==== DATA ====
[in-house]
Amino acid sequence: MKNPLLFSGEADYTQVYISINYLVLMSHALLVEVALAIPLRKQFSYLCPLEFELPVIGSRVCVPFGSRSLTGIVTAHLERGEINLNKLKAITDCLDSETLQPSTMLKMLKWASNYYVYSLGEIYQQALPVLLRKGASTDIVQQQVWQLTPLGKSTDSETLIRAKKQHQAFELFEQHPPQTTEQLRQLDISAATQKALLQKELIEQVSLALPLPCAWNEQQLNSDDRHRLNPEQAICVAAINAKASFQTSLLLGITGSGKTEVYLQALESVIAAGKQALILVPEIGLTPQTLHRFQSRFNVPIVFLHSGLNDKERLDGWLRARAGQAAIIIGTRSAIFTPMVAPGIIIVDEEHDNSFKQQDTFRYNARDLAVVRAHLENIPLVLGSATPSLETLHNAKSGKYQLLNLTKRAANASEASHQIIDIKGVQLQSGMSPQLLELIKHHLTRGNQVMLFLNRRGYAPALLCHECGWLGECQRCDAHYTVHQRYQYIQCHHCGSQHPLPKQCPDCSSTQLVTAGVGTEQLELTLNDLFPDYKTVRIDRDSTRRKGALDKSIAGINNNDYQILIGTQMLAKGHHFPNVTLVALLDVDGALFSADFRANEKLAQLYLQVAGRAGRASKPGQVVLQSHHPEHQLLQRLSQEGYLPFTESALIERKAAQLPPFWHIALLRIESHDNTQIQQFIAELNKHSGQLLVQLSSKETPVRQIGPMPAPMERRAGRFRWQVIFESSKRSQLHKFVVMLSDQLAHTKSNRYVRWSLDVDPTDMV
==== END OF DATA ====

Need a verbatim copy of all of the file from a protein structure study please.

[in-house]
Amino acid sequence: MKNPLLFSGEADYTQVYISINYLVLMSHALLVEVALAIPLRKQFSYLCPLEFELPVIGSRVCVPFGSRSLTGIVTAHLERGEINLNKLKAITDCLDSETLQPSTMLKMLKWASNYYVYSLGEIYQQALPVLLRKGASTDIVQQQVWQLTPLGKSTDSETLIRAKKQHQAFELFEQHPPQTTEQLRQLDISAATQKALLQKELIEQVSLALPLPCAWNEQQLNSDDRHRLNPEQAICVAAINAKASFQTSLLLGITGSGKTEVYLQALESVIAAGKQALILVPEIGLTPQTLHRFQSRFNVPIVFLHSGLNDKERLDGWLRARAGQAAIIIGTRSAIFTPMVAPGIIIVDEEHDNSFKQQDTFRYNARDLAVVRAHLENIPLVLGSATPSLETLHNAKSGKYQLLNLTKRAANASEASHQIIDIKGVQLQSGMSPQLLELIKHHLTRGNQVMLFLNRRGYAPALLCHECGWLGECQRCDAHYTVHQRYQYIQCHHCGSQHPLPKQCPDCSSTQLVTAGVGTEQLELTLNDLFPDYKTVRIDRDSTRRKGALDKSIAGINNNDYQILIGTQMLAKGHHFPNVTLVALLDVDGALFSADFRANEKLAQLYLQVAGRAGRASKPGQVVLQSHHPEHQLLQRLSQEGYLPFTESALIERKAAQLPPFWHIALLRIESHDNTQIQQFIAELNKHSGQLLVQLSSKETPVRQIGPMPAPMERRAGRFRWQVIFESSKRSQLHKFVVMLSDQLAHTKSNRYVRWSLDVDPTDMV